Living with Inattentive ADHD
Barbara Luther MCAC, MCC, MA
I HAVE INATTENTIVE ADHD, and in many ways, I’m a good example of doing well with it. I started college while still in high school, graduated with honors in three years, and got my master’s degree by age twenty-one. After a variety of jobs, I found my calling: teaching. It invited me to be creative, spontaneous, alive, genuine, playful, and vulnerable all at the same time. I’ve been teaching for over thirty years and still love it.
On the other hand, while I have pages and pages of positive feedback, I still hesitate to say that I am a gifted trainer and coach. I’m easily bored and easily overwhelmed. My emotions dictate what I can accomplish on a daily basis. I have to vigilantly watch my thoughts and self-talk or I’ll quickly fall into rumination and negativity. I have friends and colleagues everywhere but no physically close friends. Thinking and ideas are my life, so I live with many, many books and lots of paper clutter.
This is my personal experience. Many things I describe certainly happen to most folks, but it is the number of experiences and areas of impact plus the intensity experienced that, at least for me, distinguishes my inattentiveness. Every person’s experience will be different, but I hope my examples will give you a better feel for what it’s like to live with inattentive ADHD.
MOST DAYS, I AM CONTENT and happily engaged in my work. Then there are other days when I get anxious or depressed, and I am at risk for getting stuck. I float between being contentedly engaged and feeling like it is hard to get mobilized—yet I am quite productive overall. Again, I believe I am a pretty typical Inattentive—articulate, intelligent, yet often floundering.
Sometimes it takes me hours to compose one email. I write it and read it over, change something, read it over again, and repeat and repeat. I realize that I’m doing this, and I even promise myself, “Okay, I’ll just reread it once more then I’m sending it.” But then it’s fifteen minutes later and I’m still working on the same email and telling myself it’s crazy to still be working on it. When someone asks several questions in one email, I set it aside and often forget about it. But if people write with one question, I shoot back a response pretty fast.
If the email asks for a decision, well, it may take me days to respond. Or, I’ll take an inordinate amount of time to lay out several sides of the issue and end up saying it’s their decision. I’ll do my darnedest to push decisions off to someone else. I don’t want to displease anyone, so if someone else decides, I’m happy. Other times, a question sparks me, and off I go into a lengthy response that may be the impetus for another piece of writing entirely. I totally forget what I was working on or what deadline is coming up.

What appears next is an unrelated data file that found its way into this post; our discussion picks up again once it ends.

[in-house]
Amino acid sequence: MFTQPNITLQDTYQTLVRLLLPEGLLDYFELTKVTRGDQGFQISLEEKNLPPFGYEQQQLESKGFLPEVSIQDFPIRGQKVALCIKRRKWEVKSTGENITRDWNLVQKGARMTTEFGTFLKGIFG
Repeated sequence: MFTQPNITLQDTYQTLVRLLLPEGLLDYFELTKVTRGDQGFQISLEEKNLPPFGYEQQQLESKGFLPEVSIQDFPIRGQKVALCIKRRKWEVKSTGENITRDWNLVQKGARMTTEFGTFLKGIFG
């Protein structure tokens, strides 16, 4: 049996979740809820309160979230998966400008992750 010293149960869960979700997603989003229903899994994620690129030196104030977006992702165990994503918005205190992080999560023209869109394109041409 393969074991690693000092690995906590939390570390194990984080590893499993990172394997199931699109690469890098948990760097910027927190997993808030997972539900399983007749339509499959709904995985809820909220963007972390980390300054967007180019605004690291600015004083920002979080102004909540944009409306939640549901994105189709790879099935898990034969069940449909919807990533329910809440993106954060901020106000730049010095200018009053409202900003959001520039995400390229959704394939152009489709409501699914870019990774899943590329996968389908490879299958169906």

I tend to be overly trusting of others, and sometimes this gets me into trouble. At this point in my life, I know this is an issue for me, and I try to be vigilant. Sometimes, I’m able to pause, ask a friend for input, and save myself. But too often, I still ignore or override my good sense and get scammed. I’m too embarrassed and ashamed to tell anyone about these events. I’ve whipped myself unmercifully already, and I can’t bear the possibility of being laughed at or put down by someone else for my clueless behavior. I often wonder if other inattentives have trouble with this, too. I have the sneaky suspicion they do.
Sometimes I head out into the world without attending to important details. I find myself out in the middle of nowhere, shocked that it never occurred to me to bring water and sunscreen since I’d be in the sun all day. Or, I forget to bring a coat and gloves when I’m traveling north into snow and ice. When I clue in, I stop and wonder, “How could a relatively smart gal be so clueless?” This keeps happening and astonishing me every time. I recognize it once it’s happened, but there was never a signal or thought beforehand—that I noticed—that would have clued me into being prepared. Since I can’t see rhyme or reason for its happening, I can’t figure out what sort of system or prompt would help. I do use checklists, but how does one recognize that she is totally in her head and checked out when her mind is so busy?
DESPITE THOSE NEGATIVE EXAMPLES, there are aspects of my inattentiveness that I wouldn’t change for anything. I love my bright, playful attitude, and I still feel quite young at heart. Being asked to brainstorm with someone is like being offered a huge bag of candy. I could eat it all at once!
I also love my quick, bright mind and my gentle, compassionate, loving spirit. I’ll pretty much do anything for anybody who asks. While I marvel at this, given my experience, I am trusting and mostly optimistic. I love to be generous and nurturing. I’m genuine—what you see is what you get, to a fault. I love to learn and explore all kinds of subjects. It’s an incredible treat for me to learn something new then get to share it with others who will benefit.
When a conversation or idea sparks my imagination, I jump right into writing and can dash out some good stuff pretty quickly. It’s also fun to collaborate on writing projects. I can hyperfocus and bring together ideas in articulate ways. Daydreaming and creating all kinds of stories in my head is relaxing and refreshing for me. My mind is always going, and I like that.
As an educator, I am always studying my subject. The amount of research on ADHD continues its explosive growth, but there is still way too little on the inattentive presentation. I find that ironic, because as we age, according to scientists, hyperactivity and impulsivity usually diminish while inattention stays the same or increases.